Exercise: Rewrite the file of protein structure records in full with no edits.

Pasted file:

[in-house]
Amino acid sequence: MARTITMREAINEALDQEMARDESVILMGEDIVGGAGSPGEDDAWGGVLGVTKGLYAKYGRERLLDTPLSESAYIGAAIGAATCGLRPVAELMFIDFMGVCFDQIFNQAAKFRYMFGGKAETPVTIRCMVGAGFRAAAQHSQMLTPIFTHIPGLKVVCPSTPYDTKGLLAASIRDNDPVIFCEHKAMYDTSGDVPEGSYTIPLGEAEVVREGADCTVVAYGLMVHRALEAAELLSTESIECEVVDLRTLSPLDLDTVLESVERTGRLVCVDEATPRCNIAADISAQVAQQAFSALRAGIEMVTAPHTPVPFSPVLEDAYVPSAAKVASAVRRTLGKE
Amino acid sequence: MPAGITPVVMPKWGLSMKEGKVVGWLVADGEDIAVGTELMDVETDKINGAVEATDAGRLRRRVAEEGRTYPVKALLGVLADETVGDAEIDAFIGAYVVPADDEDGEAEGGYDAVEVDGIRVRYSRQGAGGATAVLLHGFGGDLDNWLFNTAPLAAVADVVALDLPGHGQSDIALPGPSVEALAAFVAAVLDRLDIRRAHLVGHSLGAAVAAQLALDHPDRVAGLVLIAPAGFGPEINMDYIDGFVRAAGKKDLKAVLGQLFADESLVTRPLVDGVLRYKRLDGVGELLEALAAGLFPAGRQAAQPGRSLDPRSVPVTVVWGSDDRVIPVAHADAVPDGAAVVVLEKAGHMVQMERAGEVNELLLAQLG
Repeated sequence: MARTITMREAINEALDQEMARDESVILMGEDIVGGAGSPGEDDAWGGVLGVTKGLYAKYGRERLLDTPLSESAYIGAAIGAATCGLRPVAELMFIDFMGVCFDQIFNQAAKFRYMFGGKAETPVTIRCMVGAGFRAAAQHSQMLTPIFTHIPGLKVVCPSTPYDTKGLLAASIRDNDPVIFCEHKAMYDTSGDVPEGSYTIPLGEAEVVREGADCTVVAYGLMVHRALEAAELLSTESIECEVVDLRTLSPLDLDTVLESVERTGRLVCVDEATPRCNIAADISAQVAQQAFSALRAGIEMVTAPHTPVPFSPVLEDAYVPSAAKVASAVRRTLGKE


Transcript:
[in-house]
Amino acid sequence: MARTITMREAINEALDQEMARDESVILMGEDIVGGAGSPGEDDAWGGVLGVTKGLYAKYGRERLLDTPLSESAYIGAAIGAATCGLRPVAELMFIDFMGVCFDQIFNQAAKFRYMFGGKAETPVTIRCMVGAGFRAAAQHSQMLTPIFTHIPGLKVVCPSTPYDTKGLLAASIRDNDPVIFCEHKAMYDTSGDVPEGSYTIPLGEAEVVREGADCTVVAYGLMVHRALEAAELLSTESIECEVVDLRTLSPLDLDTVLESVERTGRLVCVDEATPRCNIAADISAQVAQQAFSALRAGIEMVTAPHTPVPFSPVLEDAYVPSAAKVASAVRRTLGKE
Amino acid sequence: MPAGITPVVMPKWGLSMKEGKVVGWLVADGEDIAVGTELMDVETDKINGAVEATDAGRLRRRVAEEGRTYPVKALLGVLADETVGDAEIDAFIGAYVVPADDEDGEAEGGYDAVEVDGIRVRYSRQGAGGATAVLLHGFGGDLDNWLFNTAPLAAVADVVALDLPGHGQSDIALPGPSVEALAAFVAAVLDRLDIRRAHLVGHSLGAAVAAQLALDHPDRVAGLVLIAPAGFGPEINMDYIDGFVRAAGKKDLKAVLGQLFADESLVTRPLVDGVLRYKRLDGVGELLEALAAGLFPAGRQAAQPGRSLDPRSVPVTVVWGSDDRVIPVAHADAVPDGAAVVVLEKAGHMVQMERAGEVNELLLAQLG
Repeated sequence: MARTITMREAINEALDQEMARDESVILMGEDIVGGAGSPGEDDAWGGVLGVTKGLYAKYGRERLLDTPLSESAYIGAAIGAATCGLRPVAELMFIDFMGVCFDQIFNQAAKFRYMFGGKAETPVTIRCMVGAGFRAAAQHSQMLTPIFTHIPGLKVVCPSTPYDTKGLLAASIRDNDPVIFCEHKAMYDTSGDVPEGSYTIPLGEAEVVREGADCTVVAYGLMVHRALEAAELLSTESIECEVVDLRTLSPLDLDTVLESVERTGRLVCVDEATPRCNIAADISAQVAQQAFSALRAGIEMVTAPHTPVPFSPVLEDAYVPSAAKVASAVRRTLGKE